where H(t−t0) corresponds to the step function centered at t0 (the moment of the earthquake occurrence) and γ2 is a dimensionless second step function that represents the fault area where the stress drop exists. This means that γ2=0 outside the rupture area and γ2=1 if the point is within the rupture area. Combining this result into Eq. (10), we calculate the total friction coefficient of the fault as
This total friction coefficient is especially relevant because of the dependence of the coseismic magnetic field Bcs (through the stress drop Δτ) and the magnetic anomalies (through the relation ). Furthermore, Eq. (16) explains the spatial distribution of friction along the fault in addition to its time variations. In Eq. (16), the spatial changes in friction (represented by γ) are not necessarily related to the seismic rupture area (represented by γ2). However, in the case where they are related, one expects γ2 to be a function of γ. That is γ2=γ2(γ(x)). In the general case the total friction coefficient gradient can be written as
where , is the friction gradient already defined in Eq. (11), and the same definitions for A and B are used. The second term of Eq. (17) implies that a more complex spatial friction distribution on the fault is expected after the earthquake. When no brittle–plastic contribution is considered (γ=0), the friction is only proportional to the gradient of fault rupture distribution (). When γ2≈γ, the two terms of the total friction coefficient will be proportional to the spatial distribution gradient (). If the earthquake does not occur, the second term vanishes and Eq. (11) is recovered.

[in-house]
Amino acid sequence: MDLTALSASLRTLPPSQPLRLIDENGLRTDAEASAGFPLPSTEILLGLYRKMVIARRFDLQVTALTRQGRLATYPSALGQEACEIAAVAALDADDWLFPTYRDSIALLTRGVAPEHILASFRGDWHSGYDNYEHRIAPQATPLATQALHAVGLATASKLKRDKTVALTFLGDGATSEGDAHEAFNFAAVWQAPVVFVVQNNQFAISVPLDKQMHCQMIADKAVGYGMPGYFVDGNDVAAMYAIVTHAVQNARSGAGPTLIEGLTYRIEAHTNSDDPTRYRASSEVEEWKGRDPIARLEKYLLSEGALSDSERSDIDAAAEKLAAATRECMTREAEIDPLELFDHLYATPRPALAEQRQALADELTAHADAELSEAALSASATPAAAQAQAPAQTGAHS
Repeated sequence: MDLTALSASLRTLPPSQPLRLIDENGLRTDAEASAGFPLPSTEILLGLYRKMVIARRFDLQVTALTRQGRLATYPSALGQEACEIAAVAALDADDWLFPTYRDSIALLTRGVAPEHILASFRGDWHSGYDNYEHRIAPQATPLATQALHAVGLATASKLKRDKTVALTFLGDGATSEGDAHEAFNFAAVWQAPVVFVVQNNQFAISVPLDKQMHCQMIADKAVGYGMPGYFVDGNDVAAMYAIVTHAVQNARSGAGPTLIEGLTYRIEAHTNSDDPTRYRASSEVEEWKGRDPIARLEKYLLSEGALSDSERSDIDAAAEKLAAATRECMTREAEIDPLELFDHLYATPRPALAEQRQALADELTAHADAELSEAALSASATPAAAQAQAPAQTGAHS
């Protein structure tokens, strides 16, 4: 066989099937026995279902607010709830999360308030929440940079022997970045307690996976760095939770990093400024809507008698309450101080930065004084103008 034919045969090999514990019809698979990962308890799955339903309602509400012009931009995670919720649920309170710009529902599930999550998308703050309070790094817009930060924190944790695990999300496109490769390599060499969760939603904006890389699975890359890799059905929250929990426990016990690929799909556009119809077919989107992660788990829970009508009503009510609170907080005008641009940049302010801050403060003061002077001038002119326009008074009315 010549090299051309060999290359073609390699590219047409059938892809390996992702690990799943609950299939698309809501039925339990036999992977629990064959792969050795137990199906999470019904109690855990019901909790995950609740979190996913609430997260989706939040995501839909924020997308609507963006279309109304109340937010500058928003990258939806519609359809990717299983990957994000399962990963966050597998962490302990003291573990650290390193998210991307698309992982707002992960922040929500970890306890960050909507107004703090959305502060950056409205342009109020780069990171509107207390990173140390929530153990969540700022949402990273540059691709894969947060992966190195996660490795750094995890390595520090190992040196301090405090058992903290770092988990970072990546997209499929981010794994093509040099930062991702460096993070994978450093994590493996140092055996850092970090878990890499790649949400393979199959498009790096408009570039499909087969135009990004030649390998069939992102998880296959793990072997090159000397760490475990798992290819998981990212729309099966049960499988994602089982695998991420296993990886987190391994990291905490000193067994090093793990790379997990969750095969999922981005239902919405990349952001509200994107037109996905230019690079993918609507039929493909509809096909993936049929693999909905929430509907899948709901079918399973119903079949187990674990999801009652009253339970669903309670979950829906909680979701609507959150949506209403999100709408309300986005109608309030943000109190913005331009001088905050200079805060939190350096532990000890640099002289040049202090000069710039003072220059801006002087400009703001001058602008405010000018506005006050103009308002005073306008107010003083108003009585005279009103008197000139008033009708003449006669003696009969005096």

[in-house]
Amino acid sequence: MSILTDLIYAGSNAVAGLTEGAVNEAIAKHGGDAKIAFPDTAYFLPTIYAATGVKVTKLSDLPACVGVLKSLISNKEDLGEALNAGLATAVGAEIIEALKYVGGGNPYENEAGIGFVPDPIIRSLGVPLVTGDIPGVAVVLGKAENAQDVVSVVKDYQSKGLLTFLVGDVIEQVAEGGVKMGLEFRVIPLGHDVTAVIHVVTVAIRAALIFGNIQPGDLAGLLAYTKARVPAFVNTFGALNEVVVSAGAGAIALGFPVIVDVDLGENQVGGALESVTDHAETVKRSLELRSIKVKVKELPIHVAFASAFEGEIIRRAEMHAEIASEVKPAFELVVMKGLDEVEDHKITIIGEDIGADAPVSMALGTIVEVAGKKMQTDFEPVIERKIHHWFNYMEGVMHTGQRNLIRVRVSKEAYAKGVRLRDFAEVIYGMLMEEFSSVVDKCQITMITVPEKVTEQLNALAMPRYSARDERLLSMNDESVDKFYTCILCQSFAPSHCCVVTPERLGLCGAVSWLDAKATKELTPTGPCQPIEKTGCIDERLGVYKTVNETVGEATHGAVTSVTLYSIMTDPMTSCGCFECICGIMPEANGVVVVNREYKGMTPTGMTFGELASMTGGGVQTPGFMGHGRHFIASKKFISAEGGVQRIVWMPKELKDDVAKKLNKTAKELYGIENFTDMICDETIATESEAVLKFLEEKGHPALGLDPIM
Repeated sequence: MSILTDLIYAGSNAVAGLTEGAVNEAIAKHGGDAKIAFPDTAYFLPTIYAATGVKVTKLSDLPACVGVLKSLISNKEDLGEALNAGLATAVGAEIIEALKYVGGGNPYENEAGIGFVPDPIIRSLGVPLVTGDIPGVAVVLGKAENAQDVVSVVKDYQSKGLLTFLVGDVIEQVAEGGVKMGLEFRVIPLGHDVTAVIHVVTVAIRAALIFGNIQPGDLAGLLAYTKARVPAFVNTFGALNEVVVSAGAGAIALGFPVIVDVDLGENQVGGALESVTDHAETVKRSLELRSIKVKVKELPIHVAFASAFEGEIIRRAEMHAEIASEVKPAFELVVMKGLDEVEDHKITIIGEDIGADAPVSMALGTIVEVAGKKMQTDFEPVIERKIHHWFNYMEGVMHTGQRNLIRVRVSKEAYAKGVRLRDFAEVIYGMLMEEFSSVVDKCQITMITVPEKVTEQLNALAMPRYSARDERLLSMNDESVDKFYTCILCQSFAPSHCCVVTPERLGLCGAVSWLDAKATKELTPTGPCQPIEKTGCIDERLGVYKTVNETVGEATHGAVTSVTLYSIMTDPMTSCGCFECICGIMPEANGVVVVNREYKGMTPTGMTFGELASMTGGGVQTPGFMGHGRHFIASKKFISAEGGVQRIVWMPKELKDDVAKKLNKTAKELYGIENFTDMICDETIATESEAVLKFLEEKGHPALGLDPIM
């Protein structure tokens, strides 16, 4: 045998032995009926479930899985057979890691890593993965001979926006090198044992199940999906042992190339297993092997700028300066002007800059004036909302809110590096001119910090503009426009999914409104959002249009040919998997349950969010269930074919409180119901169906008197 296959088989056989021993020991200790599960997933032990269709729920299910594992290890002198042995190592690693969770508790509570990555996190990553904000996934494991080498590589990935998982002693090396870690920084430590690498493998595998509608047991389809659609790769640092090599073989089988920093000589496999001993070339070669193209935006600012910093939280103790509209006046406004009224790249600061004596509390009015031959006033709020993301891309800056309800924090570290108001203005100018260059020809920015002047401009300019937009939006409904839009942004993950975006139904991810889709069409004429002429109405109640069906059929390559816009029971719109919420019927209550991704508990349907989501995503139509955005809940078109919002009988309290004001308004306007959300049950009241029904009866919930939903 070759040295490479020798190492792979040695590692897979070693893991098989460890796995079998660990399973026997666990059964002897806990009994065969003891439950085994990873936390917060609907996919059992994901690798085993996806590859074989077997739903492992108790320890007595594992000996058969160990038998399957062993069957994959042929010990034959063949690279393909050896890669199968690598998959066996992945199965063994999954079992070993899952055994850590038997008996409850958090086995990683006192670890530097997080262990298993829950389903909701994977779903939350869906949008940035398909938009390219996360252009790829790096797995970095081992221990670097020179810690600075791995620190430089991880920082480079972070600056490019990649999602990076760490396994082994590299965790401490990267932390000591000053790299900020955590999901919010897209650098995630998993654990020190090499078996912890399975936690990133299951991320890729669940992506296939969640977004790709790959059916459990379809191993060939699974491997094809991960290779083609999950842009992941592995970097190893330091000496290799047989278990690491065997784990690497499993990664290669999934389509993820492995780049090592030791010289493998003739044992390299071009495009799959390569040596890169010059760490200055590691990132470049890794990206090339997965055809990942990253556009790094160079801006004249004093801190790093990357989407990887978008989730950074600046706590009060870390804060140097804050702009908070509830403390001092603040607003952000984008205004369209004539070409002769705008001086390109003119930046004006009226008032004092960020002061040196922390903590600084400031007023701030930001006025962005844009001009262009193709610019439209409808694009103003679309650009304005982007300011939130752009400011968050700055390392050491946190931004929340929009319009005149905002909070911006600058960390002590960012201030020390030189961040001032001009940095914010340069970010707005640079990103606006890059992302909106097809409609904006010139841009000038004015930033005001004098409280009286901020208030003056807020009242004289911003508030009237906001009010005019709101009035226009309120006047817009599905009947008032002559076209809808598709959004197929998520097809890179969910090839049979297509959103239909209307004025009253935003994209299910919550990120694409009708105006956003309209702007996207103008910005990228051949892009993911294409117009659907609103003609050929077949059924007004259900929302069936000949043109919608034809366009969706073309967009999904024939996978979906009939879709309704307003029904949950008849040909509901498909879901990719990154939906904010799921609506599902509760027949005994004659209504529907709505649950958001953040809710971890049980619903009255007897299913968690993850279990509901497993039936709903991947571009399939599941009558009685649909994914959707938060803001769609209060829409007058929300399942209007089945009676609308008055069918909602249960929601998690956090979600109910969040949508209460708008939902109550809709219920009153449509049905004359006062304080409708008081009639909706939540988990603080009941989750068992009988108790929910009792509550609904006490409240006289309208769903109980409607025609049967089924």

As an illustration, if we consider one point affected by the rupture area and the same values as in Fig. 3, we can calculate the shape of the total friction coefficient as shown in Fig. 5. The three cases show an increase in the friction coefficient prior to the earthquake, and in the three cases the friction reaches its maximum values before the earthquake (at t=10 a.u.). The subsequent decrease is due to the stress drop influence calculated using the coseismic magnetic field Bcs. After the earthquake, in none of the cases is the friction completely recovered to its values before the earthquake.
As a second illustration, it is also possible to compare the temporal behavior of the friction coefficient at different points within the fault. For instance, in Fig. 6 (top) we show the different friction behaviors expected if we consider the total friction coefficient. The red area indicates the area where the friction drop occurs. A friction drop is not expected to occur outside the red zone. However, it is possible to observe differences in the coefficient of friction close to the rupture zone where γ2≠γ (yellow area). In both the rupture zone and its surroundings (marked as red and yellow areas, respectively, in Fig. 6) there are changes in the coefficient of friction prior to the rupture. In stark contrast, the standard friction drop is expected only in the rupture zone (red area) and a nonmeasurable change in friction is expected prior to the earthquake (Fig. 6, bottom).